COLORADO SPRINGS, Colo. — The U.S. State Department recently blocked an attempt by China to buy a fully functional European satellite imaging constellation because the spacecraft contained U.S. technology, according to a newly released government report.
The report, prepared by the U.S. State and Defense departments at the behest of Congress, did not identify the constellation, but a very likely suspect is the RapidEye system operated by a German venture that went bankrupt last year and eventually was purchased by a Canadian company. The RapidEye constellation consists of five medium-resolution Earth imaging satellites built by an industry team led by MacDonald, Dettwiler and Associates of Canada and Surrey Satellite Technology of the United Kingdom.
The report, which recommends sweeping changes to U.S. satellite technology export regulations to make it easier for U.S. space hardware makers to compete internationally, was released April 18. It recommends authorizing the U.S. president to remove certain classes of satellites and related components from the U.S. Munitions List (USML), a registry of militarily sensitive technologies whose exports are licensed by the State Department.
Requested by the National Defense Authorization Act of 2010, the report also recommends continuing the U.S. policy that bars exports of U.S. satellites and related technology to China, either directly or through third parties. “Recently, China attempted to acquire a fully functional, European satellite imaging constellation but was blocked by USML re-export laws due to U.S. technology being on the satellites,” the report said. “As part of the Administration’s recommendations in this report, this technology would remain subject to the USML.”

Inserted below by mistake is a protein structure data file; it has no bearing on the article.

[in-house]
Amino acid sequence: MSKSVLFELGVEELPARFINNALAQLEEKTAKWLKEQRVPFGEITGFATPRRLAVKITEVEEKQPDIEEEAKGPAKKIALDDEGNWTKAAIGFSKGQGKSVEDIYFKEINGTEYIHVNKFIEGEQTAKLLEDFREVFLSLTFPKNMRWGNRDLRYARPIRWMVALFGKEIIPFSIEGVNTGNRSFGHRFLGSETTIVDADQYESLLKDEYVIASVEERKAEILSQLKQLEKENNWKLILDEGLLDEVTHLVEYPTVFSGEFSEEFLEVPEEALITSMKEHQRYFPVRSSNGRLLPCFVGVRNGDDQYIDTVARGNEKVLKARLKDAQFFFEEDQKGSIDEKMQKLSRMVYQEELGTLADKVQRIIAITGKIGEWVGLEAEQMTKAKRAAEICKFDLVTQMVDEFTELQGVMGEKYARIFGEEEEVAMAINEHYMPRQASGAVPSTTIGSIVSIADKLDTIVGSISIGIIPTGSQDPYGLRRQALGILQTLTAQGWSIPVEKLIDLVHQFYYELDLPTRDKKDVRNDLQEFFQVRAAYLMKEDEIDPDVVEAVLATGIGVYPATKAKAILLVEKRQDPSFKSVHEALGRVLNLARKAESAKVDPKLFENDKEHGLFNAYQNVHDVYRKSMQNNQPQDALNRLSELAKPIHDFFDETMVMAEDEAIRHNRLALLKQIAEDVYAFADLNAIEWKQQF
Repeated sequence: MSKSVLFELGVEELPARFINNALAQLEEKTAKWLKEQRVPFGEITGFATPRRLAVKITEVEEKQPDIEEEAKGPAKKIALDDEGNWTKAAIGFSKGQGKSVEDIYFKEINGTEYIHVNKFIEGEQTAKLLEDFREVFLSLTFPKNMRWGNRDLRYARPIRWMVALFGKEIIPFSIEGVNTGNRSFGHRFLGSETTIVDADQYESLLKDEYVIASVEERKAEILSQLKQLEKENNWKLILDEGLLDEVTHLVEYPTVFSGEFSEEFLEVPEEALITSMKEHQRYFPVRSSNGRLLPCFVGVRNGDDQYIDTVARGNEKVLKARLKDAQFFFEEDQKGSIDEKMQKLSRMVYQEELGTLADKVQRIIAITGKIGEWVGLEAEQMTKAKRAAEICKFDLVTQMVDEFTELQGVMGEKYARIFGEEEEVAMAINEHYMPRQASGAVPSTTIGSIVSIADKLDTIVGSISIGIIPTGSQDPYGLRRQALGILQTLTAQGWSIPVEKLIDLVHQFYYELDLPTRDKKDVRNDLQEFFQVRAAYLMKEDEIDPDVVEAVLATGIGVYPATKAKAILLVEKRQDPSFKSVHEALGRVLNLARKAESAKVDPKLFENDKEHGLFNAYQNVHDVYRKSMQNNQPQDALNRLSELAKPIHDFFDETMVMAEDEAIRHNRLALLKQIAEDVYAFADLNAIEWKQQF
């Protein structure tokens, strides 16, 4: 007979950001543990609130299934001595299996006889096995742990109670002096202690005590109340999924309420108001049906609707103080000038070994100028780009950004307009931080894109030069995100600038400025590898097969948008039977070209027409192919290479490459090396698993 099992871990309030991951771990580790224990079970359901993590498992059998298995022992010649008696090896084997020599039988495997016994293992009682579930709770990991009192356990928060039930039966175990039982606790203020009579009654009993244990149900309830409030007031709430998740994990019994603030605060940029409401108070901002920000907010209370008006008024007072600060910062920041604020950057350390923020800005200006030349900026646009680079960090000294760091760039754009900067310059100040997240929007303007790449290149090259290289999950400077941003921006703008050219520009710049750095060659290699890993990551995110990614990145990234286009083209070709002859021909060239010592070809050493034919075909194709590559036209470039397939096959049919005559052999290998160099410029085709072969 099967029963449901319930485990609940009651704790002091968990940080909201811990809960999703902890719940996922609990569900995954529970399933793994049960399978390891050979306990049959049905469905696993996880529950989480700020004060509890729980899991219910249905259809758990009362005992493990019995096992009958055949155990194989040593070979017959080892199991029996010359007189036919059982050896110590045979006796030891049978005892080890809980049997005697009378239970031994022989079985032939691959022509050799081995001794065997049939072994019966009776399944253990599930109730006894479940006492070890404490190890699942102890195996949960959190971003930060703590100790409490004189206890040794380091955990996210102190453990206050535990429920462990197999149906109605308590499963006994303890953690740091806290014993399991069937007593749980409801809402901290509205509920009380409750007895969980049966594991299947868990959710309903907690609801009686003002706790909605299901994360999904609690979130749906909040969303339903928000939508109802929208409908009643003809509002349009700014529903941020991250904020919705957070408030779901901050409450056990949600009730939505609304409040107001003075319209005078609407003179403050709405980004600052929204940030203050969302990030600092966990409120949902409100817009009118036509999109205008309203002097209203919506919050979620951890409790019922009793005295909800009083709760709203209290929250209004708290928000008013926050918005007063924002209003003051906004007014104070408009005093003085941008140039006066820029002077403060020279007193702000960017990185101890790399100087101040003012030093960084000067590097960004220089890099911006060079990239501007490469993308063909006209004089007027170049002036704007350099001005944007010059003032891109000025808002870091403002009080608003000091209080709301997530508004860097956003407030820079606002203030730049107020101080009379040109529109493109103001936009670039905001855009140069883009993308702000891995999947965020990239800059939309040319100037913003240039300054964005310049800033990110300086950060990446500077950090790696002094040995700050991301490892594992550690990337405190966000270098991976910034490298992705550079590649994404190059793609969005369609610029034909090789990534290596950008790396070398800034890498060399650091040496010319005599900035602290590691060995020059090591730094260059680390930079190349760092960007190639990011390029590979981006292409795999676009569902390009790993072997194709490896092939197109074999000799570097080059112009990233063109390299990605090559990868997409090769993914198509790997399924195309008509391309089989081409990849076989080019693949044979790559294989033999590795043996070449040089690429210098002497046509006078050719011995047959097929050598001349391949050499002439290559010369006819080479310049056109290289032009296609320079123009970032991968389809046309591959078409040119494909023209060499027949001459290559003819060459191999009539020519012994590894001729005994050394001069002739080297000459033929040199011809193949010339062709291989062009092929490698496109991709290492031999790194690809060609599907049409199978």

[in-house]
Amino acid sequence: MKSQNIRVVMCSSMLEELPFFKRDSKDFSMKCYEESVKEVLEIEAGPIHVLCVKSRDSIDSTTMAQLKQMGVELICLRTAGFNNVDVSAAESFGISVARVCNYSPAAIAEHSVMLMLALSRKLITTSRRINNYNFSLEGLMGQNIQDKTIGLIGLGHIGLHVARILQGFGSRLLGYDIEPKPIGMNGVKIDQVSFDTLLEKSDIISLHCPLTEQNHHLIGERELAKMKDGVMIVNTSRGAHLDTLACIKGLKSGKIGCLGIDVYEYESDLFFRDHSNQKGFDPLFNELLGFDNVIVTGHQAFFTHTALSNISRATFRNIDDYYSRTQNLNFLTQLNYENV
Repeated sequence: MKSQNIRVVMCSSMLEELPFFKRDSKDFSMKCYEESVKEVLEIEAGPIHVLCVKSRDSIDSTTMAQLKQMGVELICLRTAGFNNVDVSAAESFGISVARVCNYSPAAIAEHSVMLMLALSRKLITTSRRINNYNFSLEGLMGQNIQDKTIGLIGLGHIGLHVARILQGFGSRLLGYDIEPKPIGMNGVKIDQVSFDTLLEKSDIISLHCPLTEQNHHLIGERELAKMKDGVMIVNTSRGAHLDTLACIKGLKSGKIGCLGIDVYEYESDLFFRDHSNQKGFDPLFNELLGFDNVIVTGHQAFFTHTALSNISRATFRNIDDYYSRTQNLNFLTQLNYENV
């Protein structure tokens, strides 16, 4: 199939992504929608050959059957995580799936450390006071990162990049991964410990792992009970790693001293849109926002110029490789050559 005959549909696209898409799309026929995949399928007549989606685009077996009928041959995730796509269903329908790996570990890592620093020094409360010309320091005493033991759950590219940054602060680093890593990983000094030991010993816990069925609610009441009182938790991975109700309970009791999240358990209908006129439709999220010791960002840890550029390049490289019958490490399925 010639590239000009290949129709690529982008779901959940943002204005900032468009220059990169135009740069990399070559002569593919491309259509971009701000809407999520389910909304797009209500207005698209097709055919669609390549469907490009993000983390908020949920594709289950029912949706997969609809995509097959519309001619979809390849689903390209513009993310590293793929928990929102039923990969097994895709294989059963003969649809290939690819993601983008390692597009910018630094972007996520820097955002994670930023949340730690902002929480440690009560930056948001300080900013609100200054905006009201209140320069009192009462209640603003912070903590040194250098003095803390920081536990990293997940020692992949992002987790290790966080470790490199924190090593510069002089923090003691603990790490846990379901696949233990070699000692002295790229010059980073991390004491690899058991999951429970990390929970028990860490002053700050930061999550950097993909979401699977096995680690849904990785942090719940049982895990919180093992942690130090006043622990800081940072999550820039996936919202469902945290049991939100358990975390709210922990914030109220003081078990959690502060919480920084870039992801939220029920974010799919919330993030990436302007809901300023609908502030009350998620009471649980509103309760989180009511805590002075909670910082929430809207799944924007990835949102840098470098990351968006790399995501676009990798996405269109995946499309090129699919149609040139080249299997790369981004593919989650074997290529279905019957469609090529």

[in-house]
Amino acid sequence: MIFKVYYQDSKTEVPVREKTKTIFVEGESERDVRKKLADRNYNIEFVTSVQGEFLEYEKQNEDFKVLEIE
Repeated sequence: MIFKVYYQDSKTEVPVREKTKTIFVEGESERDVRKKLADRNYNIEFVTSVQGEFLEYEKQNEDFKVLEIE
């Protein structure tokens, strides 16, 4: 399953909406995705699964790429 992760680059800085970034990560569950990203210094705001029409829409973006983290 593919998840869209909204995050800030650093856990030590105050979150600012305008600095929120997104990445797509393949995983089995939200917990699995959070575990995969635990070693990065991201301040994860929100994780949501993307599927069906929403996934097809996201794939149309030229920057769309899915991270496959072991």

During a press conference on the report at the 28th National Space Symposium here April 18, Lou Ann McFadden, chief of strategic issues at the Pentagon’s Defense Technology Security Administration, declined to identify the satellite system, but noted that the company involved was going bankrupt and had an active constellation on orbit. The company sought, but was denied, State Department approval to re-export the USML technology that was aboard the satellites to China, she said.
RapidEye AG of Brandenberg, Germany, which launched its constellation of satellites in August 2008, filed for bankruptcy protection in Germany last spring. The company was purchased in late summer by Canada’s Iunctus Geomatics Corp. of Lethbridge, Alberta, which continues to operate the satellites and market the imagery.